It’s a great language, isn’t it?
My students were writing in response to a group of articles on fast food and the American obesity epidemic. This essay focused on First Lady Michelle Obama’s “Let’s Move!” initiative; clearly the author felt Obama had a good idea.
“At large” means, as we (including the writer) know, “without restraint or confinement, as an escaped convict.” It can also mean “at length,” “in a general way,” and “as a whole”; but clearly my student is using the phrase in its first sense.
The verb “to keep” isn’t generally used with this phrase, though: “to keep” or “to hold” seems more comfortable with “at bay,” or “unable to retreat, thus forced to face danger.” But he doesn’t mean “at bay.”
He means “at large,” sort of—at least, he means “unrestrained.” But to be at large, obesity must be some kind of person: the phrase brings to the mind’s eye an image of a corpulent fellow in striped pajamas and a burglar’s mask, roaming through the back streets, trotting along the highway, lurking in the park. And on the police radios, the APB: “Escaped Obesity at large. Approach with caution. May be armed.”
And of course the real tickle of this sentence is the appropriateness of “at large” to “obesity.” The problems (sedentary lifestyle, high-calorie and high-fat foods, stress) are causing obesity in the general population (at large!), perhaps causing rampant obesity (unrestrained, wild, fast-moving and wide-ranging—although the image of the corpulent fellow rearing up on his hind legs or galloping along is going to infect that phrase too). In causing obesity, the problems are making us large. In other words, the problems are evidently keeping largeness at large.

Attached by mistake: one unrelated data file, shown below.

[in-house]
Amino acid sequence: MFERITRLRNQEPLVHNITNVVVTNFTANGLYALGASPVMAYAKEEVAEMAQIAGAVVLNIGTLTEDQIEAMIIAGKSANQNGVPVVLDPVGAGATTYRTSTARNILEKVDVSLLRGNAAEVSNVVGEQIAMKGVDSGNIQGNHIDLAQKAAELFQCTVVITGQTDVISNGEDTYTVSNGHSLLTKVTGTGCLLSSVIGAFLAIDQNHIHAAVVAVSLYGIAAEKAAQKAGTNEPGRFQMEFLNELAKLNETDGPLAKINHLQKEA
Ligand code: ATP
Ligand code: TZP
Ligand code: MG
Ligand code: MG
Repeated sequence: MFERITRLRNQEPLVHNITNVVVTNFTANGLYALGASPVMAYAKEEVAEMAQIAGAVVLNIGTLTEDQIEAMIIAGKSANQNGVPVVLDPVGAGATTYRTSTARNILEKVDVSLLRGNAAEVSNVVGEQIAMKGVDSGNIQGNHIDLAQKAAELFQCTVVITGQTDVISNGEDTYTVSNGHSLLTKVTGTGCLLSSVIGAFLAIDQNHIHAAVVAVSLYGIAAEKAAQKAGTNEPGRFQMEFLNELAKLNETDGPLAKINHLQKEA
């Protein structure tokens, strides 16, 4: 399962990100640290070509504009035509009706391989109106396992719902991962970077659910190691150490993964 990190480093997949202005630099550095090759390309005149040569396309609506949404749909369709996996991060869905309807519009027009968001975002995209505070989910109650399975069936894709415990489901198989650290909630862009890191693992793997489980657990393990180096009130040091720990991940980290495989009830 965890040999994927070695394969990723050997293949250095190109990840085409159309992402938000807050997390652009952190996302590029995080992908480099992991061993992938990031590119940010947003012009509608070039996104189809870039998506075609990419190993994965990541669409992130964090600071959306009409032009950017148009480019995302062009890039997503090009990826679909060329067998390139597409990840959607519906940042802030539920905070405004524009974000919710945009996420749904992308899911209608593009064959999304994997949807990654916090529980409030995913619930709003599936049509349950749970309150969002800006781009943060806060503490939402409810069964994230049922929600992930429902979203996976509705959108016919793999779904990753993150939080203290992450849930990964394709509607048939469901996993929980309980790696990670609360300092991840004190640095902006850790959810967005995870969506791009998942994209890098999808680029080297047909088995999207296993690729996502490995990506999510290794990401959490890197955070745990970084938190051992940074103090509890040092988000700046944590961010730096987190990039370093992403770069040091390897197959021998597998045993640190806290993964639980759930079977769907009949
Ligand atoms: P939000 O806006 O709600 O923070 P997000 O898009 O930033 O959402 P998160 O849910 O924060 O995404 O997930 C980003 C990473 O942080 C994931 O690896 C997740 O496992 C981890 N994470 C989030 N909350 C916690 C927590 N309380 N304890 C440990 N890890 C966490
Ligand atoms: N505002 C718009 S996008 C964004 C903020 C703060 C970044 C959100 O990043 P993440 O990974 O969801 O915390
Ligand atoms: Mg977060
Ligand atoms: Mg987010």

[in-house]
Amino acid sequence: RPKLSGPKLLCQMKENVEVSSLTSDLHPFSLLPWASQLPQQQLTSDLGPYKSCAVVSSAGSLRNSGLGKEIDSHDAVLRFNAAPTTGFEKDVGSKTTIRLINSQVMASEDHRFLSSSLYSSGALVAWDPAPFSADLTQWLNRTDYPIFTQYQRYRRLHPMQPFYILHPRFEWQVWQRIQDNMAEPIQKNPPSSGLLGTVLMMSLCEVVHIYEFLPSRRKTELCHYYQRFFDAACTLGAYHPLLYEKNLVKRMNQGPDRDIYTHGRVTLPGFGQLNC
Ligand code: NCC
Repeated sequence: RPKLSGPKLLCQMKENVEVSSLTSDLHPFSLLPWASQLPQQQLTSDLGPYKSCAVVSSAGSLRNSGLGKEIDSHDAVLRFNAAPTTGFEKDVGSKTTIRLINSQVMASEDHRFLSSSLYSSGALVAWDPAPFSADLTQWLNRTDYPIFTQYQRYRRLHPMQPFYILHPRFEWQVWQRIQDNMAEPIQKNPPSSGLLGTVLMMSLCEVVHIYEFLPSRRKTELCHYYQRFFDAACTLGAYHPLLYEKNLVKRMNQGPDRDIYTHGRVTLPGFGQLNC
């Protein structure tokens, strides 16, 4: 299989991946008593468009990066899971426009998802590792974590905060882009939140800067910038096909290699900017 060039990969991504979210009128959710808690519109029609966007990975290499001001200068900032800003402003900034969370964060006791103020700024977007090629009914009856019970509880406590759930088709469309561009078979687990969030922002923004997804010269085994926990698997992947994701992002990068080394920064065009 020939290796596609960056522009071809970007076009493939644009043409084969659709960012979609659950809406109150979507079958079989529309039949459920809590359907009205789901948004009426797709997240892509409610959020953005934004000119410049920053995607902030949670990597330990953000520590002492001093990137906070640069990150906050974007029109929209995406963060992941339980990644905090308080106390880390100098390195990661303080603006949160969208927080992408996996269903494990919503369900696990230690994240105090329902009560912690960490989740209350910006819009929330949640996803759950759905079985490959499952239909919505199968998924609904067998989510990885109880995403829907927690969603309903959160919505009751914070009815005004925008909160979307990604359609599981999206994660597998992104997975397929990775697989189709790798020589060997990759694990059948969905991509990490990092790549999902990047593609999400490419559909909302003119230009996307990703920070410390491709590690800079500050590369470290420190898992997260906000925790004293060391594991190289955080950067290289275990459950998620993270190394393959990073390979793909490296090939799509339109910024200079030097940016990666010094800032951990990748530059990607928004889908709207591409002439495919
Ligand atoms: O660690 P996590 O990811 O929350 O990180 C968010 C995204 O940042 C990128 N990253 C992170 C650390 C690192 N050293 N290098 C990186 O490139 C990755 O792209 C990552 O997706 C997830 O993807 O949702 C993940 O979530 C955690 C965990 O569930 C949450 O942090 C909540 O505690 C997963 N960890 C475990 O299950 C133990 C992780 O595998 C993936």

So I wonder if this sentence is an example of a phrase that crept in by association. “Keeping obesity…um, uh…keeping obesity…AHA! at large! Just the phrase!” says the hapless student, and the words jump onto the screen and are printed on the page without a moment of reflection, without a laughing fit, without a reread to encourage the student to ask whether he should make his solemn sentence into a punny joke.
I have to be grateful. It had been a long evening of paper-grading, and I needed the laugh.